Festival of Pacific Arts Begins in Guam

Here’s a quick report from the Pacific Daily News that the 12th Festival of Pacific Arts kicked off in grand style earlier this week.

On Sunday at dawn hundreds of people stood in awe as a dozen hand-crafted vessels slowly made their way to shore. The traditional navigators (those who voyage without modern instruments) were greeted by a cheering, grateful audience that stood five people deep, lining the Hagåtña shore from the boat basin all the way to the last rock near the channel.

Though the Festival of Pacific Arts hadn’t yet had their opening ceremonies — scheduled for 10 hours later — the dawn arrival of the seafarers brought the festival to life. The throng of islanders stood in eager anticipation as the Guam canoes landed first, representing Guam’s various seafaring groups: TASI, TASA, Fa’ulosna, Ulitao and even Chelu Sakman from San Diego.

Arts Festival_0

They welcomed visitors from Chuuk, Yap and Palau and as the last of the voyagers finally stood on solid ground, the crowd couldn’t wait — they erupted in unabashed cheers. Many smiles were also punctuated with tears of personal joy and island pride.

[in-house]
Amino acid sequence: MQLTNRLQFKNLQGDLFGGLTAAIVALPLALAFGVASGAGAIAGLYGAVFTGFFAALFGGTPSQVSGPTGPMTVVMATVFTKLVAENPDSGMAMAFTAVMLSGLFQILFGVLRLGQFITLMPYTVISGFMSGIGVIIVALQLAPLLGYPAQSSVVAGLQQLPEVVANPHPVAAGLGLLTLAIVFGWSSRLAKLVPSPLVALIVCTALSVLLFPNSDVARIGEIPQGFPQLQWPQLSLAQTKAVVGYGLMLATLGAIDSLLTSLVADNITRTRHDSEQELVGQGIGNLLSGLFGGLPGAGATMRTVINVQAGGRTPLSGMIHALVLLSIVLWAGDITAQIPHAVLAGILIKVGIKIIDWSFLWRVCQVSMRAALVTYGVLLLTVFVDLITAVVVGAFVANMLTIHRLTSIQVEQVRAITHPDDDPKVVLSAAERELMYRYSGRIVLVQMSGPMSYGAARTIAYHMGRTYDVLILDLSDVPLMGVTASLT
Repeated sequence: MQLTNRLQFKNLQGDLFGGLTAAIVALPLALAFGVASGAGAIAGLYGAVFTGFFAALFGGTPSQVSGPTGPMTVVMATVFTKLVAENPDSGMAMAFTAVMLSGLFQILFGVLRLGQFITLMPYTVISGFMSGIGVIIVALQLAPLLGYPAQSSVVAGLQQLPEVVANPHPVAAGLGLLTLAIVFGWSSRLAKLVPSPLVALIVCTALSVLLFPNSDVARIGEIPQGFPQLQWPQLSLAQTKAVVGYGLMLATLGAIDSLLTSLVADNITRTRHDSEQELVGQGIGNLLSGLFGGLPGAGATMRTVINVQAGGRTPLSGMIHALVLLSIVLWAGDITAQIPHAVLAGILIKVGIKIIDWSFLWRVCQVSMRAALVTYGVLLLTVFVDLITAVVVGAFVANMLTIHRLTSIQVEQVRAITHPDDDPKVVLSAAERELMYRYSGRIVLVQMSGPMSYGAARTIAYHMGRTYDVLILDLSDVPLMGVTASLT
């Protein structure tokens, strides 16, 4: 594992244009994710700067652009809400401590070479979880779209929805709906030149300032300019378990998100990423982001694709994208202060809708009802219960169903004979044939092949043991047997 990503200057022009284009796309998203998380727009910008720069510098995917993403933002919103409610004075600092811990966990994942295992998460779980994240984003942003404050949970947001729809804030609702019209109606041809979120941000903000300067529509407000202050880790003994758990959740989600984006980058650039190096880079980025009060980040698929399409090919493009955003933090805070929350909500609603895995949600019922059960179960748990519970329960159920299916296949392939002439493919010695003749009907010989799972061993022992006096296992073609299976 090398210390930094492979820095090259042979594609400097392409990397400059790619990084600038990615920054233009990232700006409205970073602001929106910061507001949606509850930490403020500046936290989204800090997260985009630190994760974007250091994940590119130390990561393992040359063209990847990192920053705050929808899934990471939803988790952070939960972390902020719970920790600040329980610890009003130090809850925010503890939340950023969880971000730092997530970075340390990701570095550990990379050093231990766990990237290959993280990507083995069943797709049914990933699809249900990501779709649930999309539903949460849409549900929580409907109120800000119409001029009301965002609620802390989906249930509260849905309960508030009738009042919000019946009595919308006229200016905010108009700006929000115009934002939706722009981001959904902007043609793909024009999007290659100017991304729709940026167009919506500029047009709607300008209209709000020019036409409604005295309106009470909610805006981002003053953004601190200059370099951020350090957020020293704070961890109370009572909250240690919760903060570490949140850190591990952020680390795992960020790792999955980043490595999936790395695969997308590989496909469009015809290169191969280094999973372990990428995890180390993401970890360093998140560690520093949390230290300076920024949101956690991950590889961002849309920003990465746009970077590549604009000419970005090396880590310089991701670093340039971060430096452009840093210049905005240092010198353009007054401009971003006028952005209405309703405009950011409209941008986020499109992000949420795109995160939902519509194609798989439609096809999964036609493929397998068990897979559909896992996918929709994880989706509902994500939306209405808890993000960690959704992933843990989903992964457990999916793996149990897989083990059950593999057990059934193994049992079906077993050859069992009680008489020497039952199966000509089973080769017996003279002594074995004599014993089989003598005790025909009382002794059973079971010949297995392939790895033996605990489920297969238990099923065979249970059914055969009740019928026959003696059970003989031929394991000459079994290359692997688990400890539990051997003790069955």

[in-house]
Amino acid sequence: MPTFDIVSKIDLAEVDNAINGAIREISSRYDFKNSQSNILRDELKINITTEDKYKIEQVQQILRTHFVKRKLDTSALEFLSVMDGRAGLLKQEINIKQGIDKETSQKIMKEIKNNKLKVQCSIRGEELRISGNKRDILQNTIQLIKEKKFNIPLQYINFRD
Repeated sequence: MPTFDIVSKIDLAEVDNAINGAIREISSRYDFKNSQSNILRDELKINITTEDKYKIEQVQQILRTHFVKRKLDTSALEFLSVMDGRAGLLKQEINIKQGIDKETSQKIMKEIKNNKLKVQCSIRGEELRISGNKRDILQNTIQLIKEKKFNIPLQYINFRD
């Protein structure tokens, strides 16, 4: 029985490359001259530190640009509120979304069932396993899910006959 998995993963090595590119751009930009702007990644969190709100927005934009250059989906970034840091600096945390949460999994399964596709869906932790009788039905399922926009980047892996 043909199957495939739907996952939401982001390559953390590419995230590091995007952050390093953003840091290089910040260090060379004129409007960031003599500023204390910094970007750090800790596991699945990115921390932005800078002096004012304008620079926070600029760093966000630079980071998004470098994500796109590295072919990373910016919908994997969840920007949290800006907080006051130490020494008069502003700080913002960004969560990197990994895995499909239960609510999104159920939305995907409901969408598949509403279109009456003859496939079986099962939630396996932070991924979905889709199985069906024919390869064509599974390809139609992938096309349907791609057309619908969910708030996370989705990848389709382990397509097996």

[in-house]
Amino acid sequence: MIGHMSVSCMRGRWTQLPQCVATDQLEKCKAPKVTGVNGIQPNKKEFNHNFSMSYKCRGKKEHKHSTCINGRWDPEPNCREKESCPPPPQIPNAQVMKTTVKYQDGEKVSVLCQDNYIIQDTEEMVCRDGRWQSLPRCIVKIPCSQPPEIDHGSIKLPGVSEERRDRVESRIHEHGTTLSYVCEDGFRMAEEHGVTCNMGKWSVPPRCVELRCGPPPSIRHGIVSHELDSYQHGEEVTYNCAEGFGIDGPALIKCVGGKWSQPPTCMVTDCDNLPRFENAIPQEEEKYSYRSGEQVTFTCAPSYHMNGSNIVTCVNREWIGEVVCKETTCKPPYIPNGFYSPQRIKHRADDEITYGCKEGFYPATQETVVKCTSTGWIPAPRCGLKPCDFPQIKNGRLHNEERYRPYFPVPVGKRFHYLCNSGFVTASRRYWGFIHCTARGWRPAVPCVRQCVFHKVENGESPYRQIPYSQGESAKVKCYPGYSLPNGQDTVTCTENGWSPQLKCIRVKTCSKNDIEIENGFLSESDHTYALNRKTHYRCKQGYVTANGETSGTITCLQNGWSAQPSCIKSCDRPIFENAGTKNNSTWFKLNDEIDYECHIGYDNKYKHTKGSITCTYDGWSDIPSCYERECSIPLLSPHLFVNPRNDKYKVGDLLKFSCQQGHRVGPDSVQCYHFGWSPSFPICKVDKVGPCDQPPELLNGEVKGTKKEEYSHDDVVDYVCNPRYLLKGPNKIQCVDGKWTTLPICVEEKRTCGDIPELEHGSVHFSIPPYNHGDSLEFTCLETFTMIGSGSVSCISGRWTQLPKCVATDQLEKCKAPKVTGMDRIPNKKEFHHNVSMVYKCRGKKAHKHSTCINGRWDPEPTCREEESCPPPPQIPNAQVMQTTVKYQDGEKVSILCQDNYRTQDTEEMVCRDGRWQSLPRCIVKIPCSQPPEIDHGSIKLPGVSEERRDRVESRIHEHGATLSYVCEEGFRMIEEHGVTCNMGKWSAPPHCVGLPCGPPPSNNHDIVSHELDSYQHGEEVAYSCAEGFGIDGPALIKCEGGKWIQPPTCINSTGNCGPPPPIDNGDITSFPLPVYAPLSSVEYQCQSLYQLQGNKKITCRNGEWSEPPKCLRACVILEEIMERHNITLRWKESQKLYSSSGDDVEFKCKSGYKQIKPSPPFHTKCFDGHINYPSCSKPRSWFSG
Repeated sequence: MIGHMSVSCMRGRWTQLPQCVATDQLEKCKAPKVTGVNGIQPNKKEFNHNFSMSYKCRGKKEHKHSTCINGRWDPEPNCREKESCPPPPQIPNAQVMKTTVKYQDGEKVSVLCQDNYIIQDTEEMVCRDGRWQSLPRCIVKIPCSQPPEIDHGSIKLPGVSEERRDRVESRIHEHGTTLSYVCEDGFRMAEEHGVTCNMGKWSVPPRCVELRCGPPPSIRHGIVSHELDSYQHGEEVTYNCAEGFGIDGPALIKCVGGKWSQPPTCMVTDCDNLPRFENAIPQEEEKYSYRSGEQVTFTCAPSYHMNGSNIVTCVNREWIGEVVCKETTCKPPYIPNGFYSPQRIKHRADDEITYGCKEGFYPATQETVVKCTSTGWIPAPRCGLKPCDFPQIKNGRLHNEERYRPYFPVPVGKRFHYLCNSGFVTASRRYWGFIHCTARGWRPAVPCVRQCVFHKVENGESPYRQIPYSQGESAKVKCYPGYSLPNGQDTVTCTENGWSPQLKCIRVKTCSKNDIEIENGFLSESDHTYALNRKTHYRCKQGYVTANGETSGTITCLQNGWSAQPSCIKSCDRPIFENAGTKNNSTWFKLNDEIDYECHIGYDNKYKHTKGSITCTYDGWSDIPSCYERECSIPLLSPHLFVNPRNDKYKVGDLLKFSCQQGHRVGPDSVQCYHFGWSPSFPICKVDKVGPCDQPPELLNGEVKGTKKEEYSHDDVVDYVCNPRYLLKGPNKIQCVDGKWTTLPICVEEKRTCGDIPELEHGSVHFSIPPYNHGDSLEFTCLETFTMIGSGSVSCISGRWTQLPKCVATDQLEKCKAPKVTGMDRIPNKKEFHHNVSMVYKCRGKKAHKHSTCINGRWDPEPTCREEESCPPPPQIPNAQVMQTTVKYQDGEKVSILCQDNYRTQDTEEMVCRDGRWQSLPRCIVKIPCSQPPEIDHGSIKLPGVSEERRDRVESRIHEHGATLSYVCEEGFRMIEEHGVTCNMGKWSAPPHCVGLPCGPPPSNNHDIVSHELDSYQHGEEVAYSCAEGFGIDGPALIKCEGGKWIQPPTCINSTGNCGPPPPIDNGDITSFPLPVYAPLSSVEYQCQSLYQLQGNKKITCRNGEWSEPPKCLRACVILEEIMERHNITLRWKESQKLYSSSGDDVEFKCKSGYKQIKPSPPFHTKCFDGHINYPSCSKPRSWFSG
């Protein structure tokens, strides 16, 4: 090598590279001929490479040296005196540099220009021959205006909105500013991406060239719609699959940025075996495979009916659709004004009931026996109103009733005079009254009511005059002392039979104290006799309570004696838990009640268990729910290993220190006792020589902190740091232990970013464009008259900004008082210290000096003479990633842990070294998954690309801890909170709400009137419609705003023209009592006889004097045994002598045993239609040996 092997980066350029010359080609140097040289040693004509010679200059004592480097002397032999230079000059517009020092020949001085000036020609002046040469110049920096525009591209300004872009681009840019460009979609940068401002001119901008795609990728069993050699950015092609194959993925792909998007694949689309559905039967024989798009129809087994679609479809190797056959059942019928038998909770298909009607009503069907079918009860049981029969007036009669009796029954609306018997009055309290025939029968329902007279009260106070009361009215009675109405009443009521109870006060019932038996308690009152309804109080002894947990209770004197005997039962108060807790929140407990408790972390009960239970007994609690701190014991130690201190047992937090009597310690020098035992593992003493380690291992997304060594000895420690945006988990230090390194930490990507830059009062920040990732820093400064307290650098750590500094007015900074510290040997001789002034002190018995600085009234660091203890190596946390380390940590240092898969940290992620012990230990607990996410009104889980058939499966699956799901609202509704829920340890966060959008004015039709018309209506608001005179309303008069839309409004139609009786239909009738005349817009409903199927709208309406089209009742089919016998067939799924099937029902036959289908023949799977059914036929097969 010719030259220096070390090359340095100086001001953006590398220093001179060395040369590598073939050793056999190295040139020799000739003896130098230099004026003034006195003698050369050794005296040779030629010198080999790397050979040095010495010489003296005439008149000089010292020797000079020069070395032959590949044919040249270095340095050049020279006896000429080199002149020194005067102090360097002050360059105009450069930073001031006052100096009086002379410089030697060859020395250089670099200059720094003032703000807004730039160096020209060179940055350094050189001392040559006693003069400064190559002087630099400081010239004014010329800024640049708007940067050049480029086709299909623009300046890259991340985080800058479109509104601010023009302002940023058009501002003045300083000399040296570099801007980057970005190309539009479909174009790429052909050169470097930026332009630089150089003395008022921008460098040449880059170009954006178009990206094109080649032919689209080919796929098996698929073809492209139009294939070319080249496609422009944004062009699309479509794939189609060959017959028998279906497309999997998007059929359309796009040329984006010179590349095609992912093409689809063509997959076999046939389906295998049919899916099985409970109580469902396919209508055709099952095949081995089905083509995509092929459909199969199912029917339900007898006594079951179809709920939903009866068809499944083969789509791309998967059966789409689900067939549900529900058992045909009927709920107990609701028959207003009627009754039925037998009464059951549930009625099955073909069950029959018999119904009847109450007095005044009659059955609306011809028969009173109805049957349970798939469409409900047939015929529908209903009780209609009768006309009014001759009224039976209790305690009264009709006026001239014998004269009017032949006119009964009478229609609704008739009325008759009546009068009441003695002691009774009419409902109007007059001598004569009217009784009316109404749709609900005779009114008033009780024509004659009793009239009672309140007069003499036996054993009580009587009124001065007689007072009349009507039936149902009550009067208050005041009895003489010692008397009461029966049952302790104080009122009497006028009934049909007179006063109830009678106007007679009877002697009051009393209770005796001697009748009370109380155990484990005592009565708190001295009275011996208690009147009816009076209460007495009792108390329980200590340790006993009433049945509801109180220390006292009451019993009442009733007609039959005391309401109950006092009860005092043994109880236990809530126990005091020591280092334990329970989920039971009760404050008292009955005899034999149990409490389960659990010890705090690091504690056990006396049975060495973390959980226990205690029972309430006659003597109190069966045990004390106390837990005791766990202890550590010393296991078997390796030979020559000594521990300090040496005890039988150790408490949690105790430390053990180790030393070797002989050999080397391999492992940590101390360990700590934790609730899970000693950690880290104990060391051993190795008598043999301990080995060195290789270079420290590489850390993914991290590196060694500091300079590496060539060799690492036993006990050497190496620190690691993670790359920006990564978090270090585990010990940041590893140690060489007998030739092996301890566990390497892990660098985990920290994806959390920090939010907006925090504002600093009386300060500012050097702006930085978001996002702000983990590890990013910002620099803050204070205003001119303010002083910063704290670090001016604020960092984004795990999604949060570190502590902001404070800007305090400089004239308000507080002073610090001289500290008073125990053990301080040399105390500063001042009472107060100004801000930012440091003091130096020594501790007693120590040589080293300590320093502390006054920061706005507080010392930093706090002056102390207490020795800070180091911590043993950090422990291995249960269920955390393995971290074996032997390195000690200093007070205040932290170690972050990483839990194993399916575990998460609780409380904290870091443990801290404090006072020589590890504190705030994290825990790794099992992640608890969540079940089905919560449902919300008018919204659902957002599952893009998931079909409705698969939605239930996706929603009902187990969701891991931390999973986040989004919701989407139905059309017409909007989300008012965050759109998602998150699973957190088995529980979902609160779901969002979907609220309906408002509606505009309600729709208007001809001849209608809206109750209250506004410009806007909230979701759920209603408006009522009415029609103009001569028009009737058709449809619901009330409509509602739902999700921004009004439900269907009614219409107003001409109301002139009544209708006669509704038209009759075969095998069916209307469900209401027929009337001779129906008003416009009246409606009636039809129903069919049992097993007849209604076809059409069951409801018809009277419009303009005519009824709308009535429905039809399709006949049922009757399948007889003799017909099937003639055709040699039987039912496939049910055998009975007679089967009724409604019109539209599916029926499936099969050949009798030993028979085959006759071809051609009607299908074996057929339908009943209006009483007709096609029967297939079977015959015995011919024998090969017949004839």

Sunday evening the Paseo Stadium was filled to capacity as thousands gathered to witness the official opening ceremony of the 12th Festival of Pacific Arts.

Here’s the program for the opening ceremony:

festpac-opening-ceremonies-programmes

The Guam flag was dropped down by parachute by Maj. Tim Ohno with loud cheers from the crowd. The parade of Nations saw each group present their cultural dance and chants for the opening. Each nation also gave a gift to Governor Eddie Calvo representative of their culture.

Attendees continually cheered on the cultural exchange as each nation made their way to the front of the main stage.

Reminder: check out the Festival of the Pacific Arts Guam 2016 (Guam FestPac 2016) Facebook page for photos, videos and current information.

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About islandculturearchivalsupport

Island Culture Archival Support (ICAS) is a nonprofit organization dedicated to the preservation of records pertaining to the cultural identity of island peoples in Melanesia, Micronesia and Polynesia whose national and public archives, libraries, cultural centers, and business organizations are underprivileged, underfunded, and understaffed. The specific purpose for which this nonprofit corporation was formed is to support the needs of these South Pacific cultural heritage institutions by helping to preserve and make accessible records created for business, accountability or cultural purposes. The organization will endeavor to add value by providing resources or volunteers to advise, train, and work among island residents to support their efforts in building their future and preserving their collective memory through the use of modern archival techniques.
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